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Thursday, 7 November, 2002, 18:50 GMT
Dick Gephardt: Home issue campaigner
President Bush and Dick Gephardt
Dick Gephardt siding with the president over Iraq
Although Richard 'Dick' Gephardt has decided to step down as the Democratic Party leader in the House of Representatives at the end of the year, it is still possible that he could be a presidential contender in 2004.

Representative Gephardt had been the Democrat House leader since 1989 but in the wake of the losses suffered in Tuesday's vote, members of his own party had called for him to resign.

House seats
Republicans: 227 - up four
Democrats: 204 - down four
Independents: 2

One Democrat member of the House called the elections results an "absolute blowout".

Democrat Harold Ford of Tennessee praised Mr Gephardt as a hard working and passionate party leader but said it was time for "new ideas and new faces".

The conservative representative Martin Frost and the more radical Nancy Pelosi are already in the running to succeed him.

Wrong issues

It was clear as the mid-term election campaign got up steam that Mr Gephardt and the Democrats were fighting on their Republican opponents' terms.

Dick Gephardt would have liked to have campaigned on the economy and the corporate scandals of the Bush presidency.

President George W Bush
President Bush' agenda dominated the elections

Battling as he was to try to overturn a small Republican majority in the House of Representatives, he would have preferred to have been fighting on the ground that traditionally favours the Democrats.

But the continuing resonance of the attacks of 11 September, the momentum for military action against Iraq and Mr Bush's record as president dominated and ensured Republican gains.

In the end, the Democrats were not even able to protect the seats they had and lost four to their opponents - who at the same time won a slim majority in the Senate.

A member of the House of Representatives since 1976 and Democratic leader there since 1989, Dick Gephardt has been described by Thomas Mann of the Brookings Institution as a politician who has made no secret of "his strong identification with working-class families pressed for time and money".

Welfare and fairness

His own campaign website makes clear Mr Gephardt's concentration on what are known in America as "pocket-book" issues - the state of the economy and its consequences for ordinary Americans.

The brief biography it presents says he is "a national leader on health care, trade and tax fairness", but makes no mention or foreign or security issues.

A passionate Dick Gephardt
He has been a strong advocate of welfare

It stresses his aim of uniting all members of the House "behind economic, trade and social policies that help America's working families".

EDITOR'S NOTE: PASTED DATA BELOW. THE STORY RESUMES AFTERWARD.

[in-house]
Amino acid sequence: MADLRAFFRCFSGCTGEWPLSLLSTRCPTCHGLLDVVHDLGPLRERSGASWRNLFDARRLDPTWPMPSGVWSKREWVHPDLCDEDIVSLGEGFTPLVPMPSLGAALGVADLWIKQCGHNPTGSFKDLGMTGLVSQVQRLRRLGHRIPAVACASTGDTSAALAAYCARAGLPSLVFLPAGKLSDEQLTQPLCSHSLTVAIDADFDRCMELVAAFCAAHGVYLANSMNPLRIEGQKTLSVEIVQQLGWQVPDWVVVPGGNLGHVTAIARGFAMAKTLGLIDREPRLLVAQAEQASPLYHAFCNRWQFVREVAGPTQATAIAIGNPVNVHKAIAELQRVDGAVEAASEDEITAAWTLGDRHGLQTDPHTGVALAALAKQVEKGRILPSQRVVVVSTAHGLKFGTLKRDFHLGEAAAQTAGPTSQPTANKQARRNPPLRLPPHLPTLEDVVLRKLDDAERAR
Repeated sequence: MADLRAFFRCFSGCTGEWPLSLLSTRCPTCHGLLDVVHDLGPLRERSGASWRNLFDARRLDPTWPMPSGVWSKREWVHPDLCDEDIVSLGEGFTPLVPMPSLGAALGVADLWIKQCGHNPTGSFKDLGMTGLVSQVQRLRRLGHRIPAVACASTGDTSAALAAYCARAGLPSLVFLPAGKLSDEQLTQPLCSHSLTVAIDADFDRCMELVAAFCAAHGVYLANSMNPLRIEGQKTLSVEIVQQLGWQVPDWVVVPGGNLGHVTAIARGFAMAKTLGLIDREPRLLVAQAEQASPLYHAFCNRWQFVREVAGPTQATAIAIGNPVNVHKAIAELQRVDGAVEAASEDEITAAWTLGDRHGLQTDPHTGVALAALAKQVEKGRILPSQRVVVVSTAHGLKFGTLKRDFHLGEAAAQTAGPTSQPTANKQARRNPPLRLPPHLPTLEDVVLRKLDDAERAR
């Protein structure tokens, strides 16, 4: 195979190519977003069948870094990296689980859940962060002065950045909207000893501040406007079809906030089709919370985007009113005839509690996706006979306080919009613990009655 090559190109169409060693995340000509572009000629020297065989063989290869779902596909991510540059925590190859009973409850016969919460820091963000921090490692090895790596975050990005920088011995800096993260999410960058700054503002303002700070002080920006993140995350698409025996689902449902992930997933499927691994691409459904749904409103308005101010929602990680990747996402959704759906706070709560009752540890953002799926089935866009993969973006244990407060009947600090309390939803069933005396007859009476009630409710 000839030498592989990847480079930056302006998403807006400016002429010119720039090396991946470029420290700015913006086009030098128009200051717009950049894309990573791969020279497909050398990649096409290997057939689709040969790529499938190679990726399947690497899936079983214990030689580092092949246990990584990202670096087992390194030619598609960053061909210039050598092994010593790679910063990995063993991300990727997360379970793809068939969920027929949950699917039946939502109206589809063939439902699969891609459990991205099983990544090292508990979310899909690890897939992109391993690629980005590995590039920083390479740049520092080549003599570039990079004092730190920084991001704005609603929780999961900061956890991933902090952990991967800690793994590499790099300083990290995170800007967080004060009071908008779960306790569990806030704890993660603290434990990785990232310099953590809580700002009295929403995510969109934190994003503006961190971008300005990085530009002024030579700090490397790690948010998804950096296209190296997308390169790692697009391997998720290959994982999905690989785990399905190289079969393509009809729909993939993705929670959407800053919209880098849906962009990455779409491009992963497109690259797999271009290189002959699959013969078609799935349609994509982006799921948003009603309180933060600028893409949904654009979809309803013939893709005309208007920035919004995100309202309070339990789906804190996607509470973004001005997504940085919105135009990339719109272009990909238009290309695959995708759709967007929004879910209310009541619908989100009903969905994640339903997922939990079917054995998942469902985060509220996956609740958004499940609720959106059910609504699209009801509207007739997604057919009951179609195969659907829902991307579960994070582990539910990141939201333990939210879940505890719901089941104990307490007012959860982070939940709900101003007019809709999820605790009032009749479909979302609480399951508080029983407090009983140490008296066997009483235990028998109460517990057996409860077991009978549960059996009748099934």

As Democratic leader in the House of Representatives, he had been closely involved with President Bush in wording a congressional resolution on Iraq that both met the president's needs and received widespread congressional support.

He has come out broadly in support of action against Saddam Hussein but has done so in a way that implies he has doubts.

In backing the military option, he said: "All of us see this through the glass darkly. I wish I knew enough to know the absolute right thing to do.

"I think I am doing the right thing."

This attitude neither pleased the hawks who wanted a clear commitment to overthrowing Saddam Hussein nor the doves who opposed it - at the beginning of October a group of anti-war protesters held a vigil outside Mr Gephardt's office in St Louis, Missouri.

Close race

Dick Gephardt has represented Missouri in the House of Representatives since 1976 and has been Democratic Leader there since 1989. Then he was majority leader.
Peace protester in Washington
The Iraq issue was high on the election agenda

In 1994, he remained Democratic leader in the House even though the party had lost its majority for the first time in 40 years.

Mr Gephardt ran unsuccessfully for the Democratic presidential nomination in 1988 and 1992, but backed Al Gore in the last race.

In the mid-terms he tried unsuccessfully to find the right ground on which to fight the Republicans by supporting action against Iraq while opposing President Bush over the economy and welfare.

At the beginning of October 2002 he addressed the House to attack the administration's approach to the economy and before the November vote he was gearing up for a fight with it over plans to privatise social security funds.

All meat and drink issues for a blue-collar Democrat, but clearly not vote winners when patriotism and security were the dominant issues.

There is now a question mark over his political future.

He could still run for the Democratic presidential nomination in 2004 or, given the blame put on him for the election defeats by some Democrats, opt for a back seat role until the dust settles.

Key races




See also:

07 Nov 02 | Americas
06 Nov 02 | Americas
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